About Me

My name is Jane Howatt. Welcome to my blog!

For 13 years I rode shotgun with John “Jigsaw” St. John, one of the LAPD‘s most celebrated detectives, as he investigated notorious murder cases.

The collision of this ordinary suburban mom and the underbelly of evil is the subject of my book, “The Killer, the Cop and Me.”

On my blog, I‘ll post about true crime, my life and what I learned from the mind of a brilliant homicide cop.

I invite you to join me for the ride!


Publish or Perish

It was never my intent after spending 13 years riding alongside Detective John “Jigsaw” St. John to receive letters from publishers that told me they didn’t like my story and they didn’t like my writing and they didn’t think my book fit their list and they already had a book like mine.

Hey! Wait a minute!

I have a cartoon on my bulletin board of Peanuts sitting on his dog house reading a rejection letter that goes: “You don’t understand! This isn’t what I expected! I expected you to publish my book! And send me a check for $75,000.”

I never felt riled up enough to jump on top of our dog’s doghouse and yell to the New York editors who turned down my manuscript, “You dumb brick heads! Can’t you see this is a masterpiece!” But I sure felt Peanut’s pain.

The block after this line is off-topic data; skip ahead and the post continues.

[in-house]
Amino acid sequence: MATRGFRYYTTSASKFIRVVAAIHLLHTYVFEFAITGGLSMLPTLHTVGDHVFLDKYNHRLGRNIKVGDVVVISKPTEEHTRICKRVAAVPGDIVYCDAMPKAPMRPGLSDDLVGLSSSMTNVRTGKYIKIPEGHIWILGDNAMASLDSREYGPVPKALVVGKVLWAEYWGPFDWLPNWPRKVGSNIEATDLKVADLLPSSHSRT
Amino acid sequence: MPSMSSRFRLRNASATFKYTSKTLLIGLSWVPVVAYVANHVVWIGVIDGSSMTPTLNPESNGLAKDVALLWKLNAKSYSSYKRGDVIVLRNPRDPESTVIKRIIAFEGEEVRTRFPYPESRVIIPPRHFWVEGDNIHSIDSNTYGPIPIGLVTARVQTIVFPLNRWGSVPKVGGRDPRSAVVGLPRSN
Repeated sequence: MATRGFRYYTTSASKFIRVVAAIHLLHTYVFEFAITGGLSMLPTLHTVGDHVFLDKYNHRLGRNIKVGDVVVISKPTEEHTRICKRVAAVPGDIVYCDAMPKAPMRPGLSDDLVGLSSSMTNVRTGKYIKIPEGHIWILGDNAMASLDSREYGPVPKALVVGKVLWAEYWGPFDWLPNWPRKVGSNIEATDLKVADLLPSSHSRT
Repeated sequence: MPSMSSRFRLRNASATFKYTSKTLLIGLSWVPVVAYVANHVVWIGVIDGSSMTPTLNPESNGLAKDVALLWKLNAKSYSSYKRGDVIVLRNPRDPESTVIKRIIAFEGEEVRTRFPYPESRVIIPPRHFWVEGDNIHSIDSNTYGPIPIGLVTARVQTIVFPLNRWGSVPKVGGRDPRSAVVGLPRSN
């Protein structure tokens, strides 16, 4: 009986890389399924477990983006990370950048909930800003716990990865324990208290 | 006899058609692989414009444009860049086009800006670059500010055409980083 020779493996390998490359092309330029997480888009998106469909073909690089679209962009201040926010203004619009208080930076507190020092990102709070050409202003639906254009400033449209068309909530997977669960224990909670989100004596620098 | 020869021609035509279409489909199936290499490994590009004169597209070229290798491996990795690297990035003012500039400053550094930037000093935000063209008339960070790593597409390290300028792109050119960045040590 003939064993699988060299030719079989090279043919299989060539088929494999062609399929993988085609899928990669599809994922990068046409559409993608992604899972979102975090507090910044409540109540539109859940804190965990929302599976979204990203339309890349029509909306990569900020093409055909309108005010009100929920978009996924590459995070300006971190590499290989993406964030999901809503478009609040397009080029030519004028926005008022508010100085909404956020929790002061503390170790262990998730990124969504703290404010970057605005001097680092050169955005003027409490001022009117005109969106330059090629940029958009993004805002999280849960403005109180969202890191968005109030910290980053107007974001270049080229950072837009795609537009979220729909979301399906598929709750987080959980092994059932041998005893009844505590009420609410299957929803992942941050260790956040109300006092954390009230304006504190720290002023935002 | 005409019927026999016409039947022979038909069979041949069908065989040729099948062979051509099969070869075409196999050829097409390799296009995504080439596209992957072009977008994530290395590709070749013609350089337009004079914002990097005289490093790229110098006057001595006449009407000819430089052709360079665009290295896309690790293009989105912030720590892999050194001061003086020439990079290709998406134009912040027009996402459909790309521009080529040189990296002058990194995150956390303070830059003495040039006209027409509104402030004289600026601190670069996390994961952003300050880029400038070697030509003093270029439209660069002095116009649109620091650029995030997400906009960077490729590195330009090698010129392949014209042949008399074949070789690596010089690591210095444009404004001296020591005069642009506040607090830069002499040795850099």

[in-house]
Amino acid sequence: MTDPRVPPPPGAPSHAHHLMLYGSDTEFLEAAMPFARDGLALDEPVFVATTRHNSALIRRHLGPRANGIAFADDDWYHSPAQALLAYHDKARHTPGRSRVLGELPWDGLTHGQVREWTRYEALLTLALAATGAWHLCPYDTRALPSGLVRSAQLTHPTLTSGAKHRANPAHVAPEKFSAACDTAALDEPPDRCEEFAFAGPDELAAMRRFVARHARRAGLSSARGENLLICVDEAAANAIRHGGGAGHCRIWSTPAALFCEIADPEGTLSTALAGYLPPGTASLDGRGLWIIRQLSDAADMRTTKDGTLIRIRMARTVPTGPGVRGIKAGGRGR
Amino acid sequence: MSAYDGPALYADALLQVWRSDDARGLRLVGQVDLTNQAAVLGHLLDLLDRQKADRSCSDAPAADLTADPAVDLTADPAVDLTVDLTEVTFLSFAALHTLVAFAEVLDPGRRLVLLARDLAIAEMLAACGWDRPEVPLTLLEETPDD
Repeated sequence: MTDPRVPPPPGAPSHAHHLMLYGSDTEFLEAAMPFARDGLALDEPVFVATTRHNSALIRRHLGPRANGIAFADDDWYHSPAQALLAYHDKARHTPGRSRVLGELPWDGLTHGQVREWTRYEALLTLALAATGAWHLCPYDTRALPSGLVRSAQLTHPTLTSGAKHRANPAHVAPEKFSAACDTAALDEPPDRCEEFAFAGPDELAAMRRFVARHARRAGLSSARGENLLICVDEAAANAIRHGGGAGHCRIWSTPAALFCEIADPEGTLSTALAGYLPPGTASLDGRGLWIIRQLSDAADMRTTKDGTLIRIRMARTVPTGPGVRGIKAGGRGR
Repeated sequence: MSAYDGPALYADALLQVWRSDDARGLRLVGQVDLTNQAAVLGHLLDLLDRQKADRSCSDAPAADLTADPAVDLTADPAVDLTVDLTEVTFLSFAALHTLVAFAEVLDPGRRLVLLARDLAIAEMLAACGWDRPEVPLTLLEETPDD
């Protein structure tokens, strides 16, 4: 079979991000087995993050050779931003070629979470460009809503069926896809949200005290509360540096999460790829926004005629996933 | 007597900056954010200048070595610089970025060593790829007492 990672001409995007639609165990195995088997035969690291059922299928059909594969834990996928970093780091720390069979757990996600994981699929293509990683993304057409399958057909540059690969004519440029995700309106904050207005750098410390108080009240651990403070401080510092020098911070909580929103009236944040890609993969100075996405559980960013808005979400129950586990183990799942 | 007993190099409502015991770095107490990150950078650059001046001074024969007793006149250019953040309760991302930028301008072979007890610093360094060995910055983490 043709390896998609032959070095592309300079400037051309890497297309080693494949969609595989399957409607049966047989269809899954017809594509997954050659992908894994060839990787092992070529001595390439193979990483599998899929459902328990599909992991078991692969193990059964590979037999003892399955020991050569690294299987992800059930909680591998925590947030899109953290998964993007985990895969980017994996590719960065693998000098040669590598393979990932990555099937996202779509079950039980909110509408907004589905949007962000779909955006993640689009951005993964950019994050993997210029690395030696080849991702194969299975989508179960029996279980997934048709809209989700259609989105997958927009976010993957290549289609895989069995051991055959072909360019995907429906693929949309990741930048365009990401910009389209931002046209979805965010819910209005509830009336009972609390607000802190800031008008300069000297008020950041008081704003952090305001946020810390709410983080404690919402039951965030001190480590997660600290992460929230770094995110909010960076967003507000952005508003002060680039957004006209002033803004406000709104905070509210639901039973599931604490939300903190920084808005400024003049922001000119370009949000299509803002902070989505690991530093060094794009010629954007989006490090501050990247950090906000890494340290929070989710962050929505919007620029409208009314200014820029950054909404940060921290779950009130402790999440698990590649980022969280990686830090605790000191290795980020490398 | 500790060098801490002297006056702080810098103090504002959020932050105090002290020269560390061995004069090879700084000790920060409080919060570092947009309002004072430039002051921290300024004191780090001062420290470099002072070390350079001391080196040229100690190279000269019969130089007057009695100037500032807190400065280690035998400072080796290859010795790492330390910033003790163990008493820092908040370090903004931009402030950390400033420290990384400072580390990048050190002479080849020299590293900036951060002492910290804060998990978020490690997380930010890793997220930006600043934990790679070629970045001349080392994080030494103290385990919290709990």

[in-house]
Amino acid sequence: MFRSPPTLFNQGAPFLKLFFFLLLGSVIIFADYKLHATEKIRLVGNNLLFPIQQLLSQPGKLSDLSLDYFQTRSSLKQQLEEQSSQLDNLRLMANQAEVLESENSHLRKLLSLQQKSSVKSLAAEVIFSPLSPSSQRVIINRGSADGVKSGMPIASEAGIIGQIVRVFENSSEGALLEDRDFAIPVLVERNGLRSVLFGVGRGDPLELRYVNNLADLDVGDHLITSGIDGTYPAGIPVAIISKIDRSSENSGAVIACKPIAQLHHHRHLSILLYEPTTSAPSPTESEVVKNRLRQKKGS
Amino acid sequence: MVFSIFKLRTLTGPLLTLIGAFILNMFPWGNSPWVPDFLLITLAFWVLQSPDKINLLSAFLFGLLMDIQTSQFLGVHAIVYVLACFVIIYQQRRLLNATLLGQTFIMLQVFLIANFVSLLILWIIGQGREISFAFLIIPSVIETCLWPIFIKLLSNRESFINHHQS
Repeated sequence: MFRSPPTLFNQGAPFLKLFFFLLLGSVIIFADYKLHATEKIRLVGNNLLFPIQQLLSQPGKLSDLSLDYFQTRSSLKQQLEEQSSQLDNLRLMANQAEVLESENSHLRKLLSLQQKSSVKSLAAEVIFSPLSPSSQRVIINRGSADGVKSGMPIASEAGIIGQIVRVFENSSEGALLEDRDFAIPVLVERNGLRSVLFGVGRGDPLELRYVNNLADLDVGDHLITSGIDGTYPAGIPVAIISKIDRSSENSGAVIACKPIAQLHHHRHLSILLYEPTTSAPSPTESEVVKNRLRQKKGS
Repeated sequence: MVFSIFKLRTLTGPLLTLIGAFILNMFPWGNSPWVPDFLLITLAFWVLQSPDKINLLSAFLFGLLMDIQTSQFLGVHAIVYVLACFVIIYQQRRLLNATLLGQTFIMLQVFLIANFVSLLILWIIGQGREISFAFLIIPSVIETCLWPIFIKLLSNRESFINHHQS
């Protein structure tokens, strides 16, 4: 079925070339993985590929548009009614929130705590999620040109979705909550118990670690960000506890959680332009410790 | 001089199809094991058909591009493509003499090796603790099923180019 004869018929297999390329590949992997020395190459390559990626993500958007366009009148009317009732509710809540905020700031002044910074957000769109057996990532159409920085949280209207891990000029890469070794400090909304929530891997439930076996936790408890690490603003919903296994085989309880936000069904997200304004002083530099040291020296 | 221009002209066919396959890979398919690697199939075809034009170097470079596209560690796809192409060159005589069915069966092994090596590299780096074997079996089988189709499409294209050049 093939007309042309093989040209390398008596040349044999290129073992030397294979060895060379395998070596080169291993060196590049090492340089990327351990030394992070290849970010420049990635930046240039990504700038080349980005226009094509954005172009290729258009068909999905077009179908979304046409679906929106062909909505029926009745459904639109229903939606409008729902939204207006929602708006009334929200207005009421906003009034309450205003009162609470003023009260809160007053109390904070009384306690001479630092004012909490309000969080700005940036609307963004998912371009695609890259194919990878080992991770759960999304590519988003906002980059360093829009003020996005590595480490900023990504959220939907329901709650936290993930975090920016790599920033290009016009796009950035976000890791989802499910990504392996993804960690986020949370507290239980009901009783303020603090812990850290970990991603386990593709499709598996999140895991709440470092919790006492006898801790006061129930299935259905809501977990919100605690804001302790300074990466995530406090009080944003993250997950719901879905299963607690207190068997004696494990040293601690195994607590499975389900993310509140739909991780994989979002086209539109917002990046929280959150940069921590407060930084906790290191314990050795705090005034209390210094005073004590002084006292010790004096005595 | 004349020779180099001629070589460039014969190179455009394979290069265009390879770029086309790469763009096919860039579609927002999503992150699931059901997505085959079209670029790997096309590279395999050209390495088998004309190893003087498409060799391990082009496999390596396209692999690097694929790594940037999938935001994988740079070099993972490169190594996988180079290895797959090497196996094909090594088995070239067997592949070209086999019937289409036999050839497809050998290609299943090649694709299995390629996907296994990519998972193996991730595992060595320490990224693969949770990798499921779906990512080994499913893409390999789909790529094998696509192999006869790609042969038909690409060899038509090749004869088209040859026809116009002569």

For all you writers out there who pound keys day and night dreaming of the magical day you get a call from your agent telling you your baby has been delivered, I am one of you.

I’ve gone to the conferences and listened to the guest speaker talking about his/her new life as a published writer. I’ve walked past the freshly printed stacks of books piled high thinking – someday! Someday!

I finally had the nerve to measure my stack of rejection letters. All totaled: one-and-a- half inches. That’s a lot of rejection letters.

But you know what? I don’t think of them as rejection letters anymore. When I read them I realize that during the time I was pounding keys and dreaming of the day my book was on the bookshelf, something else was happening.

I was slowly, ever so slowly, mastering the craft.

The words I wrote one year ago were horrible! I deserved those letters. Any publisher who would have published what I wrote when I first started sending them my work would have received his termination papers.

The road to publication is a struggle. It’s filled with pot holes and fits of temper and a few tears. But don’t give up, whatever you do. Do not give up.

Or you will perish. And your brilliant baby will never see the dawn.

Now go write!

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